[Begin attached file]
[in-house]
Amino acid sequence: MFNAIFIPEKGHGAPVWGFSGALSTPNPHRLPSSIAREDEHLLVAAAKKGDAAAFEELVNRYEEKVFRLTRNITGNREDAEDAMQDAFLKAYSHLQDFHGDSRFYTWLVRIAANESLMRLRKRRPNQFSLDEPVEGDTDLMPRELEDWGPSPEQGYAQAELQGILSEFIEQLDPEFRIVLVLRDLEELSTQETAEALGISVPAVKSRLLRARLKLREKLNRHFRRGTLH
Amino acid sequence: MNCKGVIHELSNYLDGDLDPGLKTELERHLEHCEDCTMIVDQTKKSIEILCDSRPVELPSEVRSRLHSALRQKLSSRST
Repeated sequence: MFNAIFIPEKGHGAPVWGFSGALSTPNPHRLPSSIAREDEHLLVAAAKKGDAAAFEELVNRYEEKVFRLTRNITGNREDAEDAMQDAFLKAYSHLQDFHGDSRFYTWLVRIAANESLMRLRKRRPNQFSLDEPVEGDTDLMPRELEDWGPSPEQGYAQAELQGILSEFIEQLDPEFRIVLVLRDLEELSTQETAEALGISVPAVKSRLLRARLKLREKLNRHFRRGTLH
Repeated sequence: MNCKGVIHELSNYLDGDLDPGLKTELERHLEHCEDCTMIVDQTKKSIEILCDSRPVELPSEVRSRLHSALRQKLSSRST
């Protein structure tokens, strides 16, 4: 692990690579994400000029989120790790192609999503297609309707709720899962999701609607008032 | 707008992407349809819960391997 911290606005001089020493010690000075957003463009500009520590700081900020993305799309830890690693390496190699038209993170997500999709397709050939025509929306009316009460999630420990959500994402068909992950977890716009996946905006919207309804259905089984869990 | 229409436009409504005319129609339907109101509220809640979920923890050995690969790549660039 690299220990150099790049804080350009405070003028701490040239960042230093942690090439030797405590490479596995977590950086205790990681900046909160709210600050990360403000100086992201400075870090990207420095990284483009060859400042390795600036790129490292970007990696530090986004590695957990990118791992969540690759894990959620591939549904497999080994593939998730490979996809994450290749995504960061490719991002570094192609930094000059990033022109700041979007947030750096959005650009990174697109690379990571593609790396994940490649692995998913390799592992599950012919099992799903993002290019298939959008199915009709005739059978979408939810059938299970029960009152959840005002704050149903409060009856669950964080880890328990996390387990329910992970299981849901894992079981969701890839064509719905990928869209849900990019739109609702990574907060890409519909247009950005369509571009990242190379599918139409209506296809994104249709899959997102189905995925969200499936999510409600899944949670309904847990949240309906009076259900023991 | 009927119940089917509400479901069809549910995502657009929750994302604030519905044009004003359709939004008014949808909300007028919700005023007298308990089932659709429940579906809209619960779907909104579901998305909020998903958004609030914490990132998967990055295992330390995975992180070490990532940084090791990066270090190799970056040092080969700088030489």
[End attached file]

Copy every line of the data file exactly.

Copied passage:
[in-house]
Amino acid sequence: MFNAIFIPEKGHGAPVWGFSGALSTPNPHRLPSSIAREDEHLLVAAAKKGDAAAFEELVNRYEEKVFRLTRNITGNREDAEDAMQDAFLKAYSHLQDFHGDSRFYTWLVRIAANESLMRLRKRRPNQFSLDEPVEGDTDLMPRELEDWGPSPEQGYAQAELQGILSEFIEQLDPEFRIVLVLRDLEELSTQETAEALGISVPAVKSRLLRARLKLREKLNRHFRRGTLH
Amino acid sequence: MNCKGVIHELSNYLDGDLDPGLKTELERHLEHCEDCTMIVDQTKKSIEILCDSRPVELPSEVRSRLHSALRQKLSSRST
Repeated sequence: MFNAIFIPEKGHGAPVWGFSGALSTPNPHRLPSSIAREDEHLLVAAAKKGDAAAFEELVNRYEEKVFRLTRNITGNREDAEDAMQDAFLKAYSHLQDFHGDSRFYTWLVRIAANESLMRLRKRRPNQFSLDEPVEGDTDLMPRELEDWGPSPEQGYAQAELQGILSEFIEQLDPEFRIVLVLRDLEELSTQETAEALGISVPAVKSRLLRARLKLREKLNRHFRRGTLH
Repeated sequence: MNCKGVIHELSNYLDGDLDPGLKTELERHLEHCEDCTMIVDQTKKSIEILCDSRPVELPSEVRSRLHSALRQKLSSRST
């Protein structure tokens, strides 16, 4: 692990690579994400000029989120790790192609999503297609309707709720899962999701609607008032 | 707008992407349809819960391997 911290606005001089020493010690000075957003463009500009520590700081900020993305799309830890690693390496190699038209993170997500999709397709050939025509929306009316009460999630420990959500994402068909992950977890716009996946905006919207309804259905089984869990 | 229409436009409504005319129609339907109101509220809640979920923890050995690969790549660039 690299220990150099790049804080350009405070003028701490040239960042230093942690090439030797405590490479596995977590950086205790990681900046909160709210600050990360403000100086992201400075870090990207420095990284483009060859400042390795600036790129490292970007990696530090986004590695957990990118791992969540690759894990959620591939549904497999080994593939998730490979996809994450290749995504960061490719991002570094192609930094000059990033022109700041979007947030750096959005650009990174697109690379990571593609790396994940490649692995998913390799592992599950012919099992799903993002290019298939959008199915009709005739059978979408939810059938299970029960009152959840005002704050149903409060009856669950964080880890328990996390387990329910992970299981849901894992079981969701890839064509719905990928869209849900990019739109609702990574907060890409519909247009950005369509571009990242190379599918139409209506296809994104249709899959997102189905995925969200499936999510409600899944949670309904847990949240309906009076259900023991 | 009927119940089917509400479901069809549910995502657009929750994302604030519905044009004003359709939004008014949808909300007028919700005023007298308990089932659709429940579906809209619960779907909104579901998305909020998903958004609030914490990132998967990055295992330390995975992180070490990532940084090791990066270090190799970056040092080969700088030489």